BMC officials rope in veteran folk artiste Bhiva Kakde, whose religious songs wake up many Mumbaikars every morning, to create awareness about the February 21 municipal elections.
Bhiva Kakde, who hops from one neighbourhood to another at dawn announcing a new day’s arrival through devotional songs, has introduced a new chant in his sacred performance for the first time in 69 years since he started it.
“Please vote on February 21,” the 82-year-old vasudev sings for sleepy Mumbaikars, who don’t possess the best record when it comes to casting ballots in municipal elections.
Kakde, who hails from a family of wandering folk artistes and Lord Krishna worshippers, has been making the appeal since January 21 at the request of the BMC, which is employing new methods to draw more voters to the booths.
Kakde visits two to three neighbourhoods every morning, using a song-and-dance routine perfected over nearly seven decades to highlight the importance of voting. He is joined by college students who are part of Mumbai University’s ‘National Service Scheme’.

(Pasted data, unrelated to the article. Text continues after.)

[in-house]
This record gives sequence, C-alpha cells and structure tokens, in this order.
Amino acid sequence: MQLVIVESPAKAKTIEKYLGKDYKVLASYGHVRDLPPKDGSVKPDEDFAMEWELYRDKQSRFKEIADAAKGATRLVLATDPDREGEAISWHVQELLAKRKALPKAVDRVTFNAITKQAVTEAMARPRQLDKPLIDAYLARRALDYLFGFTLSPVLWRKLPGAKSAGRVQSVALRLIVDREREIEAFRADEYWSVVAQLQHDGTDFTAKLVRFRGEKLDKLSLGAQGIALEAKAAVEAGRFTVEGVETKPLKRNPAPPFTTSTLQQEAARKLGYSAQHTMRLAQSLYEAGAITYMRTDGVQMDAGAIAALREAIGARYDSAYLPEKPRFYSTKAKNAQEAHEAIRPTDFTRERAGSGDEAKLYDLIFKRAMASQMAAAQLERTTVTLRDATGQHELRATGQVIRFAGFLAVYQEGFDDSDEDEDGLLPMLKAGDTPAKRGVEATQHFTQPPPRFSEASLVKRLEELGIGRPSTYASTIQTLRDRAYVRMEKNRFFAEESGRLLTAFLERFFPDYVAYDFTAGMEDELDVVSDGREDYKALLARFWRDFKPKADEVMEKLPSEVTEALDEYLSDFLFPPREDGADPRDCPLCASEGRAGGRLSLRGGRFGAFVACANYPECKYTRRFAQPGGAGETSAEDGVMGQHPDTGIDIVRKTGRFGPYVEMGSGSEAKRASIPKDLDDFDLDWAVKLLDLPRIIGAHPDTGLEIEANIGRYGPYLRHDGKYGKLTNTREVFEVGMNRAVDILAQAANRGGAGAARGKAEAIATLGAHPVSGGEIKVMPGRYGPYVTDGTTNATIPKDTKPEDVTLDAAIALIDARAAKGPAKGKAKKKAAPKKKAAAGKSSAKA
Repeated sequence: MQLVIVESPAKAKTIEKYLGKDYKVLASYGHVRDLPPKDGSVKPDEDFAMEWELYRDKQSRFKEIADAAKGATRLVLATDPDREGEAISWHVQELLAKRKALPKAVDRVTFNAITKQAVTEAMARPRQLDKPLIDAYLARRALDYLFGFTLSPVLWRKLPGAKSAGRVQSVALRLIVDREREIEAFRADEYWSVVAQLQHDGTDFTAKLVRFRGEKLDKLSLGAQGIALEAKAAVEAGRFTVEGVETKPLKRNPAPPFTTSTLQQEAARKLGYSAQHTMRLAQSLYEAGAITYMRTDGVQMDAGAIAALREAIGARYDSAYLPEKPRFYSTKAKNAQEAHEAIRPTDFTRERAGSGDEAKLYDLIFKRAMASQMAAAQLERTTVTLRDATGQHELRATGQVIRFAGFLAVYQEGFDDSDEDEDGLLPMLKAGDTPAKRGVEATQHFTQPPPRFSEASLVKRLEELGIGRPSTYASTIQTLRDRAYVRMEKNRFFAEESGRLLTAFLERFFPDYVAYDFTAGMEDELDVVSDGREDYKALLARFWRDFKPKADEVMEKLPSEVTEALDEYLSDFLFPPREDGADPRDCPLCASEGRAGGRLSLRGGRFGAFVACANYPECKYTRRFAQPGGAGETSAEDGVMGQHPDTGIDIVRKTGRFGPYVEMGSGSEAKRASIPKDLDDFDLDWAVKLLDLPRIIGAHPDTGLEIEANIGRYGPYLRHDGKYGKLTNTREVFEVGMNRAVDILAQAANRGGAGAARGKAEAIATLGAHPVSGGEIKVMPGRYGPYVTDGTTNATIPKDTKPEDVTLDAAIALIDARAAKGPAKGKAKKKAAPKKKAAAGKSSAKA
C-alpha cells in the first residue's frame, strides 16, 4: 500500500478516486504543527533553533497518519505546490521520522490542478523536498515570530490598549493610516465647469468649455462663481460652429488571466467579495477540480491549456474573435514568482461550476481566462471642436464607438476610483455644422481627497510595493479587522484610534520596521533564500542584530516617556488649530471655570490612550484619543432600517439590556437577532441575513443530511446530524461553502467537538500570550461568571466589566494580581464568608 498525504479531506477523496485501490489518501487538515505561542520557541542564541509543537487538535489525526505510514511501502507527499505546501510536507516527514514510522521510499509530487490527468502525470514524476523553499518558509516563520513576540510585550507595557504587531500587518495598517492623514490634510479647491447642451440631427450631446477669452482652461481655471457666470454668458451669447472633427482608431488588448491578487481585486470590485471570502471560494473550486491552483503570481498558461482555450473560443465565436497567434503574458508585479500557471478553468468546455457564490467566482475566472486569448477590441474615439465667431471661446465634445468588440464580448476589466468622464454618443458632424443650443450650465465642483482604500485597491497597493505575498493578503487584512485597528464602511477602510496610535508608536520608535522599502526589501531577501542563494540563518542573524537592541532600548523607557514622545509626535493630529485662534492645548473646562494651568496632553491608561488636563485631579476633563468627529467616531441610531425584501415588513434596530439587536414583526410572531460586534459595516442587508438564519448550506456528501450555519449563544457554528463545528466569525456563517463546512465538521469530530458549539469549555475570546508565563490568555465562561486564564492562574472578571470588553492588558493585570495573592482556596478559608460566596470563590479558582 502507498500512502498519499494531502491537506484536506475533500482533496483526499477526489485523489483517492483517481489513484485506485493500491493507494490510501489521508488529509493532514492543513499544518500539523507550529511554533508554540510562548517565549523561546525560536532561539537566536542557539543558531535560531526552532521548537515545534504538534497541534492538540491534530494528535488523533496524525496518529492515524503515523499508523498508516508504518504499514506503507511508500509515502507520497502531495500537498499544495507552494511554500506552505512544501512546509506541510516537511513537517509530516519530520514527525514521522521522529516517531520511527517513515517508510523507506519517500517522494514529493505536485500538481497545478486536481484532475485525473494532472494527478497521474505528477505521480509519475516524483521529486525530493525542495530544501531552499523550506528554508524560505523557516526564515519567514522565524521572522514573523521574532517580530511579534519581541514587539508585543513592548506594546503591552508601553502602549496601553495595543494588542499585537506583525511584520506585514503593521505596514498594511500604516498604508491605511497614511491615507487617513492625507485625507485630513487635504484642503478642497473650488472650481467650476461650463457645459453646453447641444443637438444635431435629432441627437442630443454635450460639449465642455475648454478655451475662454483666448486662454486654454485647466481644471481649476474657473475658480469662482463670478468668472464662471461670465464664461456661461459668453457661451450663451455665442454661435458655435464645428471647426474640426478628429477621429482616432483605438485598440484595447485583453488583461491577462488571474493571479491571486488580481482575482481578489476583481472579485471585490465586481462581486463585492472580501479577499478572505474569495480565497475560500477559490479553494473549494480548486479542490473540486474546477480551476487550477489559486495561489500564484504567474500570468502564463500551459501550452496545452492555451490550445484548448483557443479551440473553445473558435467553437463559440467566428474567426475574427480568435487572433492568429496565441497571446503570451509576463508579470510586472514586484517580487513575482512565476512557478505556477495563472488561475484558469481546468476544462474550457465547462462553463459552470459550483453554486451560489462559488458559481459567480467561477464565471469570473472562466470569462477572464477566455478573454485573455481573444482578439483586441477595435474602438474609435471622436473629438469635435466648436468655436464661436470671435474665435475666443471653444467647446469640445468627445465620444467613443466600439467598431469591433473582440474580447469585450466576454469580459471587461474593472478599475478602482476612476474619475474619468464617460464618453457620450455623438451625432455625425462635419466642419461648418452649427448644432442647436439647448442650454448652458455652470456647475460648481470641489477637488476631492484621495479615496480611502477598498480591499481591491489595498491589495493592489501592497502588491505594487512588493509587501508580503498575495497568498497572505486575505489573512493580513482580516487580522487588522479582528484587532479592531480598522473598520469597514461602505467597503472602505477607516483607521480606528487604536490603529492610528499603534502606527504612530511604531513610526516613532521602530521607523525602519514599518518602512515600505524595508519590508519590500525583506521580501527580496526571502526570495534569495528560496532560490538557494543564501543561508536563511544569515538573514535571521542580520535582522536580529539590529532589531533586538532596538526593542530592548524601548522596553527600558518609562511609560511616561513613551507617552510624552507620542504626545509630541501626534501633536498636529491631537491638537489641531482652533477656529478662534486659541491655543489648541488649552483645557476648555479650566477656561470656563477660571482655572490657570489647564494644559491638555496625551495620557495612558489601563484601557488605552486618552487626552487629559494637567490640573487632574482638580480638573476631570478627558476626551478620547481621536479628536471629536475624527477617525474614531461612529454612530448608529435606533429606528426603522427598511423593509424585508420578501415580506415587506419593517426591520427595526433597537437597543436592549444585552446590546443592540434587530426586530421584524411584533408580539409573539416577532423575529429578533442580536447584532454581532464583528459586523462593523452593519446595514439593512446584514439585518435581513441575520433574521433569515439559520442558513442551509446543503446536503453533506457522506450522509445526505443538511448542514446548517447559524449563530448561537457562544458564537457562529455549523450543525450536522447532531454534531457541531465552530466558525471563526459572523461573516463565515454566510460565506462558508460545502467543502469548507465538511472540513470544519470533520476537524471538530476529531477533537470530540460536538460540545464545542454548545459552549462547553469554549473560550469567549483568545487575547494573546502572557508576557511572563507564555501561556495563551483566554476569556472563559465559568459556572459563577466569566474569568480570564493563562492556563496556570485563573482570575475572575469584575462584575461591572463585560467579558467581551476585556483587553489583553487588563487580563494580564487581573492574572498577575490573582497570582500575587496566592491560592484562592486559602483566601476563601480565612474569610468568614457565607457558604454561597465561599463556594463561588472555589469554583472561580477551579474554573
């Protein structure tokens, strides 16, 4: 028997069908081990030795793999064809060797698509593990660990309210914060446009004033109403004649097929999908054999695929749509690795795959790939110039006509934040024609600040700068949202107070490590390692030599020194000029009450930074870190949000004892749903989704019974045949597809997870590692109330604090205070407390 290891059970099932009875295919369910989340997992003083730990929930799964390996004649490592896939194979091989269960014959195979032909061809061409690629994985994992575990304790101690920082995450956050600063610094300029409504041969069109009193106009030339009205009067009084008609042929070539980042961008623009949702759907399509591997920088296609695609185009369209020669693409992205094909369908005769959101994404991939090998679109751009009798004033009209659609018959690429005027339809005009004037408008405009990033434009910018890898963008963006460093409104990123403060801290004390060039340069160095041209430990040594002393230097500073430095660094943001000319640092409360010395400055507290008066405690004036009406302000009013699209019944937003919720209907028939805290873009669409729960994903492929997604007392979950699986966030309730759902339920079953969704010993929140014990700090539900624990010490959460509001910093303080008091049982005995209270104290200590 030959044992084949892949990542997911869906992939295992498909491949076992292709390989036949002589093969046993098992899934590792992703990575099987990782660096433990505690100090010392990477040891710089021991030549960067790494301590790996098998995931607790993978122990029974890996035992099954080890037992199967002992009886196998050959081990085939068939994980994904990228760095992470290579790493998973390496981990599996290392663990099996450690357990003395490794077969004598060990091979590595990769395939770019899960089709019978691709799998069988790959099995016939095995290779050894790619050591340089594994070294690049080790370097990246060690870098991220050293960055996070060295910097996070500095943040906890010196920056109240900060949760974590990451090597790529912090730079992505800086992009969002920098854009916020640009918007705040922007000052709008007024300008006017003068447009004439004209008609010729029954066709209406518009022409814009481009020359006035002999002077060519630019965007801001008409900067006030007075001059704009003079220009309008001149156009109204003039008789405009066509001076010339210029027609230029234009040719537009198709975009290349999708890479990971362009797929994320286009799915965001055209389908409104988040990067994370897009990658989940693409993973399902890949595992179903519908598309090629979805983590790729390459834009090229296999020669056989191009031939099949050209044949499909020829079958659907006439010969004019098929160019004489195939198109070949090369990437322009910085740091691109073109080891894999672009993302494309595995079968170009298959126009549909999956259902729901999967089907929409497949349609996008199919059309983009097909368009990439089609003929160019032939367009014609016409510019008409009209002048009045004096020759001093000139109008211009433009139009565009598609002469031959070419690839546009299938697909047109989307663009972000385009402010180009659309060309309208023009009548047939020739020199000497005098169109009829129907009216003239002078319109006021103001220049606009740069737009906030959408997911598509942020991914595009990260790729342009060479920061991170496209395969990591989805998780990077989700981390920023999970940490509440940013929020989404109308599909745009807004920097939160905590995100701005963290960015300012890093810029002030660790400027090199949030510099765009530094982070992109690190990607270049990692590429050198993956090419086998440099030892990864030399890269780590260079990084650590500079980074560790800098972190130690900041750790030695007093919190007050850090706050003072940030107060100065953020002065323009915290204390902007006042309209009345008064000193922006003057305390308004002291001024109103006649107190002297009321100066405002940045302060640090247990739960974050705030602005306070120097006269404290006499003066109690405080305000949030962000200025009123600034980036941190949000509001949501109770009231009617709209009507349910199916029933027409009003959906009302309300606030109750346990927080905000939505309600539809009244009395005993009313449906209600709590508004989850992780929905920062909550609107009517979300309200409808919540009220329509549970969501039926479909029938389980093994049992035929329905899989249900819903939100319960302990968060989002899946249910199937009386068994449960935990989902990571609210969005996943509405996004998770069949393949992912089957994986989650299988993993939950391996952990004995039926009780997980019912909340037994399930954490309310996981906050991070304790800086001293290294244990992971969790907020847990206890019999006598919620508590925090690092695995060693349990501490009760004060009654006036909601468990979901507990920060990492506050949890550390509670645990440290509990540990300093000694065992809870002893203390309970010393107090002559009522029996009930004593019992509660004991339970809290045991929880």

In the past few weeks, the veteran vasudev and college students have held rallies in various localities in the city, encouraging people to vote. The students carry posters and banners with the message and walk behind Kakde, giving him space to perform.
“Matdaan kara ho matdaan kara. Mazya bhavano, matdaan kara,” he sang and danced during a rally in Borivali on Wednesday.
Students from Bhausaheb Vartak College were accompanying him. Kakde prodded them to sing louder and show more energy even as some youngsters gathered around him for a selfie.
“The sight of these kids fills me with enthusiasm. I dance a bit more on these election rallies,” Kakde said.
Satyavan Mestry, an election inspector for the BMC, said the vasudev’s message was proving to be very effective. “We are very happy that he is helping us. He is a big attraction,” he said.